Oh, yes it can. It’s as real as Donald Trump becoming the 45th President of the United States. In January, Wärtsilä and the world’s largest cruise company Carnival Corporation & plc concluded an agreement on a major performance-based strategic partnership worth nearly a billion euros.
The comprehensive, 12-year deal will strengthen the two companies’ existing partnership and continuous joint improvement efforts to maintain the highest possible levels for cruise ship safety and reliability.
Worth approximately €900 million, the agreement is performance-based and provides for shared financial incentives and exposure for both companies based on the outcome. The contract becomes effective as of April 1.
Industrial PRIME knew Wärtsilä is no stranger to multi-million euro contracts, but this time we were so impressed by the news that we decided to find out everything we can about the Carnival deal.
We set up a meeting with Mr Tomas Hakala (Vice President, Services, Wärtsilä), who knows the ins and outs of Wärtsilä’s past work with Carnival. He is also the man who has been living and breathing the brand-new agreement since its initial days. We met Hakala in Vaasa, the Nordic capital of energy technologies, and asked him face-to-face, just how did this happen?
According to Hakala, the new contract is completely different from the collaboration between Wärtsilä and Carnival in recent years. (Image: Industrial PRIME)
Towards Mutual Benefits
Wärtsilä and Carnival have been partners for over two decades already. During this time the two corporations, both leaders in their respective lines of business, have collaborated on various R&D projects, including the development of the common-rail injection system for marine engines.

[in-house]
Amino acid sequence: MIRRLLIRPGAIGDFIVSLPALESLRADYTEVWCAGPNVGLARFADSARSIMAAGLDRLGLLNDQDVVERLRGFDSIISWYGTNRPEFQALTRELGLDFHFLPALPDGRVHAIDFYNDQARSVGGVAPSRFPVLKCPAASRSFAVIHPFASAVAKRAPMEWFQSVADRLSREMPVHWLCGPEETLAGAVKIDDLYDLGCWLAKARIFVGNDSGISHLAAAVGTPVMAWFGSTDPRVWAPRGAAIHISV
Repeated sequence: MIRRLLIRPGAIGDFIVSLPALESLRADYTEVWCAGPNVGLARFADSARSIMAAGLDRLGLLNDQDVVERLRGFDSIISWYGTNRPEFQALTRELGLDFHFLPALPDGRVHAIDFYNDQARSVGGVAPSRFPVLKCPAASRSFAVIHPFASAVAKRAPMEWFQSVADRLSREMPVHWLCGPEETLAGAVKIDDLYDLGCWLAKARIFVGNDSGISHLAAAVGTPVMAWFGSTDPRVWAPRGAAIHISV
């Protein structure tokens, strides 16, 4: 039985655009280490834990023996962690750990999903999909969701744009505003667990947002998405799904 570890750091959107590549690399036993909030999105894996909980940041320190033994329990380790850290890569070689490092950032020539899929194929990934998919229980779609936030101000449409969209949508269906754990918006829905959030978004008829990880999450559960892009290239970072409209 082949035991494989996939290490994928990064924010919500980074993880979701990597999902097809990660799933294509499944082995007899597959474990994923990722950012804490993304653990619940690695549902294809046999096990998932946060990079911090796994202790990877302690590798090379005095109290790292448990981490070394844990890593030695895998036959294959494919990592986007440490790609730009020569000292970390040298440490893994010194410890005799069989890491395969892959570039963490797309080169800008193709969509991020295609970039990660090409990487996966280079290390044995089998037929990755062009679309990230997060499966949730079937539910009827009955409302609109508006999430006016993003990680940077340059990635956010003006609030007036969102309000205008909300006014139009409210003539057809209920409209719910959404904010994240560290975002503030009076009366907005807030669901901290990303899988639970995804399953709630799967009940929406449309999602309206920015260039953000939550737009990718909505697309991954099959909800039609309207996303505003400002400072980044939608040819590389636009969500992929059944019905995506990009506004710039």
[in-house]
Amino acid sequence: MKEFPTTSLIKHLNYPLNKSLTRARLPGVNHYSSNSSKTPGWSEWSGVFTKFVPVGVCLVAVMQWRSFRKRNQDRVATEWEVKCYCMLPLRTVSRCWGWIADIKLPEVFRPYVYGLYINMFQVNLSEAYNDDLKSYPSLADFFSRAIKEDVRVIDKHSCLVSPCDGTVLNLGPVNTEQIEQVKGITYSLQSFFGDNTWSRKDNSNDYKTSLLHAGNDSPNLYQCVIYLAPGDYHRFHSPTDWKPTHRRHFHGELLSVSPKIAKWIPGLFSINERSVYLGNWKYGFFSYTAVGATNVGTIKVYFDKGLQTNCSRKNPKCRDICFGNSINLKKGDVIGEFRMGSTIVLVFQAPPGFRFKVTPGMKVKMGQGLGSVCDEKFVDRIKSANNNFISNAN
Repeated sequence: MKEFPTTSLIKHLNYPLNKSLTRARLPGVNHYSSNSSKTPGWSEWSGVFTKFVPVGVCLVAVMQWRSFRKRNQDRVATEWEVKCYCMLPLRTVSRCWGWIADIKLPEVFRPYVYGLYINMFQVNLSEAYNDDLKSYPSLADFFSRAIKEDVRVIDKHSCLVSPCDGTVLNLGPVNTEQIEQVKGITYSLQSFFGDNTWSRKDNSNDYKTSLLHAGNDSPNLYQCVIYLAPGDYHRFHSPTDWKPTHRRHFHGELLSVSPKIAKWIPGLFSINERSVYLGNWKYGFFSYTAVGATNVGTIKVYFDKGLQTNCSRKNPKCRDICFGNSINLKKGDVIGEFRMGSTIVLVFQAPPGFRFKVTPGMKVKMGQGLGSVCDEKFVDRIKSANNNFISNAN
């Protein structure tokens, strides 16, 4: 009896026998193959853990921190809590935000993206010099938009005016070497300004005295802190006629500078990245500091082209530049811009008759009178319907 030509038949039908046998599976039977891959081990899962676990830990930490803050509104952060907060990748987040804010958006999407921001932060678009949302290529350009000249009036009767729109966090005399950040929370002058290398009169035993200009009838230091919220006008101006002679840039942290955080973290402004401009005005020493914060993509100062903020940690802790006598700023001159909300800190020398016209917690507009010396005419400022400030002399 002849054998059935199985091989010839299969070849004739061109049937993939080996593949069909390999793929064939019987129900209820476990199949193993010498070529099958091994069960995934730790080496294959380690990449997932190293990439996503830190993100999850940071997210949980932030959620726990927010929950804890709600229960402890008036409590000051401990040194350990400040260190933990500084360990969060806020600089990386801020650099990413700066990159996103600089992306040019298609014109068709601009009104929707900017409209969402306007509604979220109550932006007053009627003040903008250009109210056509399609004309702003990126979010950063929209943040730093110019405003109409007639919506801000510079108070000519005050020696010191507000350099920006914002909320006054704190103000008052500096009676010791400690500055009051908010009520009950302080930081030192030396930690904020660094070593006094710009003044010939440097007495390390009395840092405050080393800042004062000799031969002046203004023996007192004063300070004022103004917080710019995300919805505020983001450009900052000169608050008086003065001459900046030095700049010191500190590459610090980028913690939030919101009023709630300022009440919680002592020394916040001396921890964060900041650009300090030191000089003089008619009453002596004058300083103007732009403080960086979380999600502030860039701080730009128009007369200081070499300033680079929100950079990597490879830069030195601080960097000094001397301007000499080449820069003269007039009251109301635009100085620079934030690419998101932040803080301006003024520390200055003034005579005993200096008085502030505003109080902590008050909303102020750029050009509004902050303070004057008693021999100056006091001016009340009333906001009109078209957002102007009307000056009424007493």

To say the least, the conditions for the partnership have been ideal: Carnival owns a massive fleet of cruise ships (the total number of vessels being more than 100 and increasing), while Wärtsilä develops marine technology and services that make ships more competitive in operation.
According to Hakala, the relationship between Wärtsilä and Carnival during the past few years has been quite transactional, characterized by low value-adding maintenance services based on list prices.
“This new contract is a pure, 180-degree handbrake turn in comparison to what we did before,” says Hakala. “In fact, it is a contract quite unlike anything ever made in the history of the marine sector.”
To put it briefly, when the contract becomes effective, all engine maintenance and monitoring work for 79 of Carnival’s vessels will be handled by Wärtsilä. Meanwhile, ongoing planning will be a collaboration between the two companies.
What makes the contract interesting is that it is all based on mutual incentives (and of course shared risks): if Wärtsilä manages to help Carnival improve its vessels’ fuel efficiency, Wärtsilä will get its share of the benefits.
The potential is not insignificant – after all, with over €1 billion spent on fuel annually, Carnival is the second-biggest buyer of marine fuel in the world.
Moreover, there are nearly 400 Wärtsilä engines in the 79 Carnival ships covered by the contract, so there should be plenty to work with. For Wärtsilä, the expected revenue from the contract is €75 million annually.
“The mutual goals and shared benefits are the real beef of the agreement,” confirms Hakala, while emphasizing the sharing of benefits. “This is much more interesting than traditional business, where one tries to sell as much as they can and the other buy as little as possible. In such a setup, it’s never possible to satisfy both sides.”
When the contract becomes effective, all engine maintenance and monitoring work for 79 of Carnival’s vessels will be handled by Wärtsilä. (Image: Wärtsilä)
Significant Savings with Proactive Maintenance
What is the plan, then? How is Wärtsilä going to help Carnival optimize the operation of its 79 vessels and achieve significant savings in fuel consumption?